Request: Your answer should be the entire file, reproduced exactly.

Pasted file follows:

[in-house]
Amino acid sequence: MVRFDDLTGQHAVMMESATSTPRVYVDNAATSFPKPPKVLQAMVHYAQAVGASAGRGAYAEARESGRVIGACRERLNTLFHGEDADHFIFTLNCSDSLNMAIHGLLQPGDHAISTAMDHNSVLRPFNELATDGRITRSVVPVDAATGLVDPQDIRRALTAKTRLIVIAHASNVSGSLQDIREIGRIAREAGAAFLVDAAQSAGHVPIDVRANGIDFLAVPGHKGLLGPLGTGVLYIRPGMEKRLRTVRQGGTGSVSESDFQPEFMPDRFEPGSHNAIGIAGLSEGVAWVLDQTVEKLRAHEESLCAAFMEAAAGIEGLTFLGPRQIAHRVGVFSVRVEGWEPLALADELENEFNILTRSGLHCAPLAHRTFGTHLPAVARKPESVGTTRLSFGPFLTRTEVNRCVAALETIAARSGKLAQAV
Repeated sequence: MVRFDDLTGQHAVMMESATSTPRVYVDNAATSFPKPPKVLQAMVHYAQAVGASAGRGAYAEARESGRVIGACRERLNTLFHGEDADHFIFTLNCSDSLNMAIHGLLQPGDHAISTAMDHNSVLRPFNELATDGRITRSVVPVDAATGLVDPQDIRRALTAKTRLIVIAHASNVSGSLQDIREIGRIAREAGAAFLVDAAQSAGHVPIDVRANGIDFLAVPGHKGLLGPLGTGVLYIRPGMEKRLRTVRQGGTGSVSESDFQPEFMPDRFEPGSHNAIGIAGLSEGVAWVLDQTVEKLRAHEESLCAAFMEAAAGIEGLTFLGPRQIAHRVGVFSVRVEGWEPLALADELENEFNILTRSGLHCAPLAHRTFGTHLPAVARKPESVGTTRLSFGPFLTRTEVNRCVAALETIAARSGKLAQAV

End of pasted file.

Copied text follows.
[in-house]
Amino acid sequence: MVRFDDLTGQHAVMMESATSTPRVYVDNAATSFPKPPKVLQAMVHYAQAVGASAGRGAYAEARESGRVIGACRERLNTLFHGEDADHFIFTLNCSDSLNMAIHGLLQPGDHAISTAMDHNSVLRPFNELATDGRITRSVVPVDAATGLVDPQDIRRALTAKTRLIVIAHASNVSGSLQDIREIGRIAREAGAAFLVDAAQSAGHVPIDVRANGIDFLAVPGHKGLLGPLGTGVLYIRPGMEKRLRTVRQGGTGSVSESDFQPEFMPDRFEPGSHNAIGIAGLSEGVAWVLDQTVEKLRAHEESLCAAFMEAAAGIEGLTFLGPRQIAHRVGVFSVRVEGWEPLALADELENEFNILTRSGLHCAPLAHRTFGTHLPAVARKPESVGTTRLSFGPFLTRTEVNRCVAALETIAARSGKLAQAV
Repeated sequence: MVRFDDLTGQHAVMMESATSTPRVYVDNAATSFPKPPKVLQAMVHYAQAVGASAGRGAYAEARESGRVIGACRERLNTLFHGEDADHFIFTLNCSDSLNMAIHGLLQPGDHAISTAMDHNSVLRPFNELATDGRITRSVVPVDAATGLVDPQDIRRALTAKTRLIVIAHASNVSGSLQDIREIGRIAREAGAAFLVDAAQSAGHVPIDVRANGIDFLAVPGHKGLLGPLGTGVLYIRPGMEKRLRTVRQGGTGSVSESDFQPEFMPDRFEPGSHNAIGIAGLSEGVAWVLDQTVEKLRAHEESLCAAFMEAAAGIEGLTFLGPRQIAHRVGVFSVRVEGWEPLALADELENEFNILTRSGLHCAPLAHRTFGTHLPAVARKPESVGTTRLSFGPFLTRTEVNRCVAALETIAARSGKLAQAV